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Playlist tips

Use My Last Song to create the playlists of music that you want to be remembered by.

We suggest you create the following lists:

  • Funeral songs, funeral music;
  • Funeral reception gathering (or wake) music;
  • Lifetime party music;
  • The soundtrack to your life
  • Fave five.

Funeral music

Depending on how long is booked at the crematorium or cemetery, there is only likely to be time for three songs.

If the service is held at a church, there is likely to be more time. Discuss this with your local vicar, and also with the funeral director as the time taken affects the cost.

Be true to yourself...don't select hymns because you think it is what is expected. Most religious celebrants/officiants will include secular music in a religious service.

If you are not religious, consider an alternative funeral.

You won't get a second chance, so think long and hard about the music you want played at your funeral.

Funeral music should:

  • Create emotions and moods;
  • Calm sorrows and lift the spirit;
  • Assist quiet contemplation;.
  • Enable mourners to participate and share their farewells;
  • Evoke memories.

Music for the wake

The music you choose for the wake (or reception) depends on the sort of gathering you want it to be. As well as organising the music, you have the opportunity to plan the event. So think about:

  • Who will attend: more friends and extended family members should be invited;
  • The venue: the family home or a local venue such as a pub, club, community centre;
  • What you want to achieve: the funeral will inevitably be sad, but the wake can be time where people share fond memories and start the healing process. The music can create the mood you want to achieve.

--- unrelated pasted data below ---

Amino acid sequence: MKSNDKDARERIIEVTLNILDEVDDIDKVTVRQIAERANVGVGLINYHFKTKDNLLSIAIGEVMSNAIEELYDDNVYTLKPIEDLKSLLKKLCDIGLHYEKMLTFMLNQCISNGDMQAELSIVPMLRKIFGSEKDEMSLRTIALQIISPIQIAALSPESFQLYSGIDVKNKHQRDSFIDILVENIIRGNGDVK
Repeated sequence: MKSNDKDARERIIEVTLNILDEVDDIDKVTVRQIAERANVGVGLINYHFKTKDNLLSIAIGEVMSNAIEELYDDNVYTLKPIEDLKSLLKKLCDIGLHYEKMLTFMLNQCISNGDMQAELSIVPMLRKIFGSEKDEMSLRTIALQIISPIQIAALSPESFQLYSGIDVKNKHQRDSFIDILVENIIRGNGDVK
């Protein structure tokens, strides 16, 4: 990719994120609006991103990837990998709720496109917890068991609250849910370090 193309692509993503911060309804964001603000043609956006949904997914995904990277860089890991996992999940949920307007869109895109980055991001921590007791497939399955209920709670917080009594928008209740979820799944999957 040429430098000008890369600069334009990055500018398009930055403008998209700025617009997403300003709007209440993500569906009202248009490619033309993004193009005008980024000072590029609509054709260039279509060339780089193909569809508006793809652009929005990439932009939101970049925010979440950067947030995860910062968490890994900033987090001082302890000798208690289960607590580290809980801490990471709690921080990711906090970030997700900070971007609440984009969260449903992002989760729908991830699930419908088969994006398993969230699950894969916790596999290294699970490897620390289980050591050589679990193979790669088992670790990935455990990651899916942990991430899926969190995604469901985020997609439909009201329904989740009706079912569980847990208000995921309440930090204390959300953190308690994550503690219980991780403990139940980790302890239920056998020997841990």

Music for the wake should:

  • Evoke memories;
  • Make people feel happier;
  • Bring people together.

Music for a celebratory party

Consider having an event that celebrates your life, your achievements, the things that made you the unique person that family and friends knew and loved. Make it the party of a lifetime.

It could be your last party, at which you are centre stage...or plan it for several weeks after you have died, when the sadness will have lessened.

And one of the most important qualities a party has is the music, whether live or recorded.  Make all the decisions about your celebration party now, and that includes the playlist.

The soundtrack to your life

This is the list of music that you love, music that is important in your life, music that says a lot about you, music that is part of your personal memories.

Consider the following when making the playlist:

  • Music you remember as a child;
  • The first song you bought/played/performed;
  • Your teenage favourites;
  • Music you made love to;
  • The tracks you listened to on those long drives;
  • Pieces that you have always loved;
  • Music to grow old with.

Fave five

Send us your favourite five pieces of music and the reasons why they are the songs you want to be rememberd by.

Save the lists

To ensure your playlists are safe, save them in your Lifebox. You can edit them and save them. And when the time comes, they will be accessed by those you want to organise your final events in this life.

Use the ‘Share’ links to share with friends on Facebook, Twitter and much more!


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